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Profiling is the only way to determine, such large memory consumption.

Also, in your code,you are not closing the Filehandlers,Indexreaders,Inderwriters, perhaps the culprit for OOM,

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I'm using JConsole and TPTP profiling for Eclipse. When I try to index the 5 MB file with 64 MB maximum heap space. I run out of memory real quick. –  Paul Murdoch Sep 3 '09 at 18:07
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For hibernate users (using mysql) and also using grails (via searchable plugin).

I kept getting OOM errors when indexing 3M rows and 5GB total of data.

These settings seem to have fixed the problem w/o requiring me to write any custom indexers.

here are some things to try:

Compass settings:

        'compass.engine.mergeFactor':'500',
        'compass.engine.maxBufferedDocs':'1000'

and for hibernate (not sure if it's necessary, but might be helping, esp w/ mysql which has jdbc result streaming disabled by default. [link text][1]

        hibernate.jdbc.batch_size = 50  
        hibernate.jdbc.fetch_size = 30
        hibernate.jdbc.use_scrollable_resultset=true

Also, it seems specially for mysql, had to add some url parameters to the jdbc connection string.

        url = "jdbc:mysql://127.0.0.1/mydb?defaultFetchSize=500&useCursorFetch=true"

(update: with the url parameters, memory doesn't go above 500MB)

In any case, now I'm able to build my lucene / comapss index with less than 2GB heap size. Previously I needed 8GB to avoid OOM. Hope this helps someone.

[1]: http://dev.mysql.com/doc/refman/5.0/en/connector-j-reference-implementation-notes.html mysql streaming jdbc resultset

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It turns out, when setting useCursorFetch=true on mysql, the jvm doesn't use much memory, but mysql writes a temp file to manage the buffered response. For some reason on my machine, this file was growing to over 50GB and bringing my machine to a halt. Discovered that setting entitiesIndexer = new PaginationHibernateIndexEntitiesIndexer() instead of the default new ScrollableHibernateIndexEntitiesIndexer(); on the HibernateGpsDevice has the indexer break up the querries into small batches of fetchCount. Now I can index my data w/o using up too much memory on either the jvm or mysql side. –  user339047 Sep 24 '10 at 6:20
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How do you initialize indexWriter? Are you using a RAMDirectory? If you are, try moving to an FSDirectory. The paper Scaling Lucene and Solr may also help.

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Here is how I initialize the IndexWriter: indexWriter = new IndexWriter(indexDirectory, new StandardAnalyzer(),createFlag, MaxFieldLength.UNLIMITED); indexWriter.setMergeScheduler(new org.apache.lucene.index.SerialMergeScheduler()); indexWriter.setRAMBufferSizeMB(32); indexWriter.setMergeFactor(1000); indexWriter.setMaxFieldLength(Integer.MAX_VALUE); indexWriter.setUseCompoundFile(false); indexWriter.close(); I'm not using RAMDirectory. Thanks. –  Paul Murdoch Sep 3 '09 at 18:05
    
Sorry about the formatting. I have to learn how to repost instead of comment. I don't use RAMDirectory. –  Paul Murdoch Sep 3 '09 at 18:08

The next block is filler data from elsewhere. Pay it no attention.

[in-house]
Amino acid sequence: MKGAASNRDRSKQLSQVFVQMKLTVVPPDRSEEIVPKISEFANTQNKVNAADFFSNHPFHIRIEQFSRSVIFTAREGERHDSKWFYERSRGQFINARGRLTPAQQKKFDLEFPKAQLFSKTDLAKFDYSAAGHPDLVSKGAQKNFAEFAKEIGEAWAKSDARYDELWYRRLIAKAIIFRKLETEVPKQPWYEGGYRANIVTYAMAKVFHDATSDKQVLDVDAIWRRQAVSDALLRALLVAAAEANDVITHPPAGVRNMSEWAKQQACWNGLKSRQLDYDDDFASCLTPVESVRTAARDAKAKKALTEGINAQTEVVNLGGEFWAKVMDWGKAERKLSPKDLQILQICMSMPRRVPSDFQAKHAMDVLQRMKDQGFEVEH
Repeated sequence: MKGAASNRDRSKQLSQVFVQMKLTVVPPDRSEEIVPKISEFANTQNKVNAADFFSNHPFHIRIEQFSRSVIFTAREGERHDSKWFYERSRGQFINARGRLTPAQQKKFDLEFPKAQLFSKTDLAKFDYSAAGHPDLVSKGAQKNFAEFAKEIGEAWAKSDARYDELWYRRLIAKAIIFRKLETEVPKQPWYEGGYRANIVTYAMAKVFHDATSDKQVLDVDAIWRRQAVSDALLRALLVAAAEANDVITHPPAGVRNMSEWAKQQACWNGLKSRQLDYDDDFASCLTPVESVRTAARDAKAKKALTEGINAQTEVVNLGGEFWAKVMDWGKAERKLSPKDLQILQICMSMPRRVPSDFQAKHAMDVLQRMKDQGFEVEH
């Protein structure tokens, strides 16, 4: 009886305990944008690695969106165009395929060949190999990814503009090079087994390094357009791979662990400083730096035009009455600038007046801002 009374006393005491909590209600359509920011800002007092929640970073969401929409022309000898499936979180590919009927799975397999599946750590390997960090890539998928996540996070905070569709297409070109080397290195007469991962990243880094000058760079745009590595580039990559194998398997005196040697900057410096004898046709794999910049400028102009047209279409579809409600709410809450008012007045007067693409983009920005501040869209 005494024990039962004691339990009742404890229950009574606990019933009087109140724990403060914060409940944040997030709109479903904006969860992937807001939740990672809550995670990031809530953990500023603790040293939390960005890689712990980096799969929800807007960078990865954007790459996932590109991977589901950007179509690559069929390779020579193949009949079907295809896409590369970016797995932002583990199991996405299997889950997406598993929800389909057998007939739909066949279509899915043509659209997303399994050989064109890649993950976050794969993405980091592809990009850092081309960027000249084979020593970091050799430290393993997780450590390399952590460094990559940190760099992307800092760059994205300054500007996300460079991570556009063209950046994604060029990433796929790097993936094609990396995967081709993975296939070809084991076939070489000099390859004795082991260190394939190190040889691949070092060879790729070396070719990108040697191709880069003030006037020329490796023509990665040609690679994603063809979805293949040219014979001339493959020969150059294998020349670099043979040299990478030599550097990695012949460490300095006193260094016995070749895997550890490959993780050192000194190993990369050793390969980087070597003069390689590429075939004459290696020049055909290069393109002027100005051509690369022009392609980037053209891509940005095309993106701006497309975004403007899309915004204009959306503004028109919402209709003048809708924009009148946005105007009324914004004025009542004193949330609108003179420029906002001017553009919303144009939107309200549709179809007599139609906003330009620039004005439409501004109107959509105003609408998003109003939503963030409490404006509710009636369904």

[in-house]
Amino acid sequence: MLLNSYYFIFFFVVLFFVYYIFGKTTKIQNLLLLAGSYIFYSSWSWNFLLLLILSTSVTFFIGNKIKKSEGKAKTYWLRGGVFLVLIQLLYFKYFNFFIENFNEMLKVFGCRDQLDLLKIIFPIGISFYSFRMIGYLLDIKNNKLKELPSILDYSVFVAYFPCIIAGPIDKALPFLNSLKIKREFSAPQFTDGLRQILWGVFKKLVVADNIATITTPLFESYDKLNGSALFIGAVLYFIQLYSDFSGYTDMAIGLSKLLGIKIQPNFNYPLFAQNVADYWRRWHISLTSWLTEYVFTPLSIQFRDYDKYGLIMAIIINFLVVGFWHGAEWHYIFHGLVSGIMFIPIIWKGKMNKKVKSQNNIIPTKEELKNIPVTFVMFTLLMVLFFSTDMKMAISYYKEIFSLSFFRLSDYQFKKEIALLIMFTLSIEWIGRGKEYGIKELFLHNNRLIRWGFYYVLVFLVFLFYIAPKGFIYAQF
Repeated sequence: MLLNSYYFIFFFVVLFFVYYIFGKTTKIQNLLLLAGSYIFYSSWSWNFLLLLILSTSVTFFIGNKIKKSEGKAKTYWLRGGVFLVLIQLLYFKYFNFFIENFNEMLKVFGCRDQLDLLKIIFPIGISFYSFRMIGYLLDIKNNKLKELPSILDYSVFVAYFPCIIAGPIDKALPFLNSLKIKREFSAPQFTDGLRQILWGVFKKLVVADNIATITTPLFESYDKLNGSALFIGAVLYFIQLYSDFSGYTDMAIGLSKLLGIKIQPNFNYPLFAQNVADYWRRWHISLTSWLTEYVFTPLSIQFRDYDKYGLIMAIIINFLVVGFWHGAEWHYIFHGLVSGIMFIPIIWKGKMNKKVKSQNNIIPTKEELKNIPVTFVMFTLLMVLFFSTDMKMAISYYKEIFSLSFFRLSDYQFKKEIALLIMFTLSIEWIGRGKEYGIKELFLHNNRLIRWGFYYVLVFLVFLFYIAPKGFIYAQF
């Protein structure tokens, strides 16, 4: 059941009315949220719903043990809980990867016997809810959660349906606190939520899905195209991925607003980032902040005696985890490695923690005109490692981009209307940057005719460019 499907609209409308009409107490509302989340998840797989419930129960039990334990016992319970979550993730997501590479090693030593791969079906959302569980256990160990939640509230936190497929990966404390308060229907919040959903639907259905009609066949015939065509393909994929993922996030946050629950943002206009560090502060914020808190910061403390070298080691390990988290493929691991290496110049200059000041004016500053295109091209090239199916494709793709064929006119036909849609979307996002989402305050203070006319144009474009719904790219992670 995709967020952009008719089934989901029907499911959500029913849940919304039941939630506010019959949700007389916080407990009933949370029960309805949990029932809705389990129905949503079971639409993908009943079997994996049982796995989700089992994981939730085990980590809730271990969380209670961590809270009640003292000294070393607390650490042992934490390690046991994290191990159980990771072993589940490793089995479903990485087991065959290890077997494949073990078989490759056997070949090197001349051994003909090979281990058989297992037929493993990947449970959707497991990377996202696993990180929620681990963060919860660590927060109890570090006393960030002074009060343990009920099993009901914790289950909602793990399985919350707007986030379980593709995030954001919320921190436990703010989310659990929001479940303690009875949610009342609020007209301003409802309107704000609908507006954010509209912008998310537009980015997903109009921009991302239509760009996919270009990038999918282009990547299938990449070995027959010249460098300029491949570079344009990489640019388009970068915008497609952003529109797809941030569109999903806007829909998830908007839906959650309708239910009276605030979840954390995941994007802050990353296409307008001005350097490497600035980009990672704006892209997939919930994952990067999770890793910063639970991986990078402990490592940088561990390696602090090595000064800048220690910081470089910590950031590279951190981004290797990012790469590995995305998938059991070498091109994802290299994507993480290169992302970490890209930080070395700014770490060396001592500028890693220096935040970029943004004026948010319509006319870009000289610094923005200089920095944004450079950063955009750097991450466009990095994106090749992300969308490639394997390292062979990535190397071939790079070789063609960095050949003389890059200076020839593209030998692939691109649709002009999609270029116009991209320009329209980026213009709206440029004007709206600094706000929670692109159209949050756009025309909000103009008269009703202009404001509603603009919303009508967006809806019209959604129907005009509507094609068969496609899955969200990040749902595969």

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You can set the IndexWriter to flush based on memory usage or # of documents - I would suggest setting it to flsuh based on memory and seeing if this fixes your issue. My guess is your entire index is living in memory because you never flush it to disk.

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Here is how I initialize the IndexWriter: indexWriter = new IndexWriter(indexDirectory, new StandardAnalyzer(),createFlag, MaxFieldLength.UNLIMITED); indexWriter.setMergeScheduler(new org.apache.lucene.index.SerialMergeScheduler()); indexWriter.setRAMBufferSizeMB(32); // should flush right? indexWriter.setMergeFactor(1000); indexWriter.setMaxFieldLength(Integer.MAX_VALUE); indexWriter.setUseCompoundFile(false); indexWriter.close(); –  Paul Murdoch Sep 3 '09 at 18:03
    
Sorry about the formatting. I didn't know it was going to do that. The line: indexWriter.setRAMBufferSizeMB(32) ... should flush when 32 MB of heap space is used right? –  Paul Murdoch Sep 3 '09 at 18:04
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We experienced some similar "out of memory" problems earlier this year when building our search indexes for our maven repository search engine at jarvana.com. We were building the indexes on a 64 bit Windows Vista quad core machine but we were running 32 bit Java and 32 bit Eclipse. We had 1.5 GB of RAM allocated for the JVM. We used Lucene 2.3.2. The application indexes about 100GB of mostly compressed data and our indexes end up being about 20GB.

We tried a bunch of things, such as flushing the IndexWriter, explicitly calling the garbage collector via System.gc(), trying to dereference everything possible, etc. We used JConsole to monitor memory usage. Strangely, we would quite often still run into “OutOfMemoryError: Java heap space” errors when they should not have occurred, based on what we were seeing in JConsole. We tried switching to different versions of 32 bit Java, and this did not help.

We eventually switched to 64 bit Java and 64 bit Eclipse. When we did this, our heap memory crashes during indexing disappeared when running with 1.5GB allocated to the 64 bit JVM. In addition, switching to 64 bit Java let us allocate more memory to the JVM (we switched to 3GB), which sped up our indexing.

Not sure exactly what to suggest if you're on XP. For us, our OutOfMemoryError issues seemed to relate to something about Windows Vista 64 and 32 bit Java. Perhaps switching to running on a different machine (Linux, Mac, different Windows) might help. I don't know if our problems are gone for good, but they appear to be gone for now.